Sofie Laguna’s The Eye of the Sheep won the 2015 Miles Franklin – and is one of my favourite reads of recent years. So when I was offered a review copy of her latest, The Choke, I could not say yes fast enough.
The Choke is destined to win awards too.
Laguna excels at writing complex child narrators, and placing them in dangerous worlds. But thats where the similarities between these two books end.
Justine is a girl abandoned by both father and mother and living with her ailing grandfather in a remote place known as the choke – where the bush meets the river. She’s not neglected, but certainly lives a simple lifestyle in a man’s world. It’s a violent world too – and Laguna makes this apparent even in describing children’s play in the opening chapter.
School is no refuge either – at least, not until she befriends a young disabled not who is also an outsider. But not even this can save her from the violence in her world. Before she is 14 she has witnessed and experienced abuse. And your heart will break. I doubt anyone could read this story and not be moved by what Justine experiences – and perhaps more powerfully, how she turns something just awful into something potentially beautiful. There were tears in my eyes as I closed the final pages. This is not to be missed.
Sofie Laguna’s wonderful novel The Eye of the Sheep is worthy of all the accolades it has received, including the Miles Franklin award. Although not her first novel, it is an exceptional piece of work bringing her deservedly to the attention of the literary world.
In Jimmy Flick, her main character, Laguna explores on of the most interest narrators I have come across. Clearly with a form of ADHD, Flick perceives the world around him in strange and beautiful ways, seeing connections between things that other would miss. He is both oblivious and insightful. It’s a delightful perspective on the world – and it is nuanced and realistic.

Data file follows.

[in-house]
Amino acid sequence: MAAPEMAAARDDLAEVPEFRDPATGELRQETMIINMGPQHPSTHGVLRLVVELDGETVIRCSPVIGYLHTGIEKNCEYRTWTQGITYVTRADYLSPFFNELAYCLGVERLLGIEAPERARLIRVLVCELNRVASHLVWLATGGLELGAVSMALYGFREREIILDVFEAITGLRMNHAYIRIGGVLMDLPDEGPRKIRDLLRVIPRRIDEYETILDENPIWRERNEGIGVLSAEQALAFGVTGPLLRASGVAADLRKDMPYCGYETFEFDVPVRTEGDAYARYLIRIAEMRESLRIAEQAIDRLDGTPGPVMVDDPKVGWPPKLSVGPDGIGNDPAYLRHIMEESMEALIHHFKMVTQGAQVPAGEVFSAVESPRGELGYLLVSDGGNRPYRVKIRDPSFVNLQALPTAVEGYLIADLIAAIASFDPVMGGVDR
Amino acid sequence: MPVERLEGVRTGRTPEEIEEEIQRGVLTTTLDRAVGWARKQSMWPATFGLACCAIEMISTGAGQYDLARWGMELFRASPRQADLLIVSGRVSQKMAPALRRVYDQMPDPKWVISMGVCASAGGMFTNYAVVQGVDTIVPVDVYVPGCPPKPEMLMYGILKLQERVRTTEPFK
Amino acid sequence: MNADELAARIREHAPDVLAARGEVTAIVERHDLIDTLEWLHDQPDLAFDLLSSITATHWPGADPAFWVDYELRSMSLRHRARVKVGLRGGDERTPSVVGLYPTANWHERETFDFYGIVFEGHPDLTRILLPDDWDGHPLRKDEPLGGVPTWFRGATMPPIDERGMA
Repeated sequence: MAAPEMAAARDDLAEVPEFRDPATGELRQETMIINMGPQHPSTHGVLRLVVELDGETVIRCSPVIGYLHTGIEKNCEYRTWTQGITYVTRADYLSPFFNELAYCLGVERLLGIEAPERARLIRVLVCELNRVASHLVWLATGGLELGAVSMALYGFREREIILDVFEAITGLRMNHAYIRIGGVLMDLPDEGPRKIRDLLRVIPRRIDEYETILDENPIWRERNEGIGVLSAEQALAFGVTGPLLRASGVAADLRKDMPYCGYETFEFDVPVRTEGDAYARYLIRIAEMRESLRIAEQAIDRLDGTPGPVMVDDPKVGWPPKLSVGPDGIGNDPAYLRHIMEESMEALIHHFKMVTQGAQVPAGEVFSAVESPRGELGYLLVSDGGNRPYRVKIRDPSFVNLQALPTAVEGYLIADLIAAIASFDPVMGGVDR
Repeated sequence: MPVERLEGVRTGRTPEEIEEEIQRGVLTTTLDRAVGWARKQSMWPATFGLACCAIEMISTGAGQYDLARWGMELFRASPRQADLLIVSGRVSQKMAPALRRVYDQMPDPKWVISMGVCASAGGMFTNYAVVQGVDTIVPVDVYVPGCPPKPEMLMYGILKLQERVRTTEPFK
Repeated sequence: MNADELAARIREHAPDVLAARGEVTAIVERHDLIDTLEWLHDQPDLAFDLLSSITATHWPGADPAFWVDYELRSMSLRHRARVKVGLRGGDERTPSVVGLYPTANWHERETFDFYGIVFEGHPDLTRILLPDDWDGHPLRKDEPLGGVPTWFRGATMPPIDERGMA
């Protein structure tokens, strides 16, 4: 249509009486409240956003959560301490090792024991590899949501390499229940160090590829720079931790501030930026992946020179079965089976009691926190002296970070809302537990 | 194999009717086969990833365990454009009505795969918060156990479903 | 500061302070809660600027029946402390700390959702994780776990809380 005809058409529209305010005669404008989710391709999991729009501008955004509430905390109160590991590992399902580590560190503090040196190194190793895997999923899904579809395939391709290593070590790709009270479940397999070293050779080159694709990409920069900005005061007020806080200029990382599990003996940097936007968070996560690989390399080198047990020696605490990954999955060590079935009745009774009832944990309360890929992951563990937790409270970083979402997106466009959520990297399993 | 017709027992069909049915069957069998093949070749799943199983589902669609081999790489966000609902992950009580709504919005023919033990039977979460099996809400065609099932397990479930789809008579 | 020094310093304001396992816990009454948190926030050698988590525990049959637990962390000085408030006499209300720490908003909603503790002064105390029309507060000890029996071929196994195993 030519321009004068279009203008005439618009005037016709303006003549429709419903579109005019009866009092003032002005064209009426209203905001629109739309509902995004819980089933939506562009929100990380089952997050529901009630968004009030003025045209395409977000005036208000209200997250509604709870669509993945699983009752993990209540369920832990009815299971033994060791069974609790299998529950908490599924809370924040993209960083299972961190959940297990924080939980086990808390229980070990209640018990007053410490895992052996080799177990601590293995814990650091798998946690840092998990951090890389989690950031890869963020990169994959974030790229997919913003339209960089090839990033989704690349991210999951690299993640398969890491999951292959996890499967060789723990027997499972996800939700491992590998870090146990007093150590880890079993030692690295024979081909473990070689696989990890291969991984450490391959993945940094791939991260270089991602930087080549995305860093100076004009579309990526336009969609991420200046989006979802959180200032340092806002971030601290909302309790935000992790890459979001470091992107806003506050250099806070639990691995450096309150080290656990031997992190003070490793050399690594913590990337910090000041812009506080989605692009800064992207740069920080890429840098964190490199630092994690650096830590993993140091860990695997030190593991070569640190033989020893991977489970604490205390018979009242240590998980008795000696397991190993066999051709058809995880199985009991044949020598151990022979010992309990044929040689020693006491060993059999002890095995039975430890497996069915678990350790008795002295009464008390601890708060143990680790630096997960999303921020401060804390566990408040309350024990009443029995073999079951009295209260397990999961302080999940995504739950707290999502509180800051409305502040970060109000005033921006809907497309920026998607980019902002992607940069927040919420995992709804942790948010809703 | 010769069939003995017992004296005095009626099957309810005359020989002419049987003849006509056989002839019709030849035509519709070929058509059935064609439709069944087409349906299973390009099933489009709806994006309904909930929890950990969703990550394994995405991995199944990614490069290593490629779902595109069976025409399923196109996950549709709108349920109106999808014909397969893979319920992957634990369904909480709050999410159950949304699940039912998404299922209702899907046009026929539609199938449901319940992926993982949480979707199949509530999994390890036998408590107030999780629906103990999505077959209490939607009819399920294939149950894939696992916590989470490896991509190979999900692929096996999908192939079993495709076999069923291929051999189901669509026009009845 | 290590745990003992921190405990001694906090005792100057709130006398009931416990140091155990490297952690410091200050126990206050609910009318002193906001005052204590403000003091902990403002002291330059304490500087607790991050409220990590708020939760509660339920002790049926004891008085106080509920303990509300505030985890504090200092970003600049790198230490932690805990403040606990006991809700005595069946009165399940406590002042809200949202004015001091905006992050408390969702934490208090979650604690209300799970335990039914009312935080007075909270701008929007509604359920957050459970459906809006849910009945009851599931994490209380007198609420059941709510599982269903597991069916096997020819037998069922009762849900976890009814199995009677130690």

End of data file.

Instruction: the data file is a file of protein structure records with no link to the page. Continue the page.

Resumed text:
On top of this, Laguna explores complex issues of love, family and violence. Jimmy has a beautiful relationship with his mother – the only person to really understand him, and love for his father, despite his role as an abusive alcoholic. When his older brother leaves, a series of events begin that will change Jimmy’s world forever.
I loved every minute of this reading experience and cannot recommend it highly enough. Get onto it – it is both moving and masterful.
Bird and Sugar Boy (or James and Craig) are outsiders who have found each other. Bird in particular is troubled – his mother left him alone with his father years ago, and all he cares about are birds. But life works when the two of them are together. Then Sugar Boy reveals his family is moving to Broome – and Bird’s life falls apart. The one person who supported him is going away, and he feels more abandoned than ever.
Bird takes off to try to find the one person who never let him down – the author of his favourite book on birds. But the world is bigger than Bird imagined, and in his time of need, he finds out who really cares about him, and how he can show his caring to others.
Quite moving in places, although not a lot of action. Might be a struggle for reluctant readers who need a lot of plot. This is more quiet and introspective. Sofie Laguna is one to watch for though – I’ll be looking for her Miles Franklin Award-winning The Eye of the Sheep.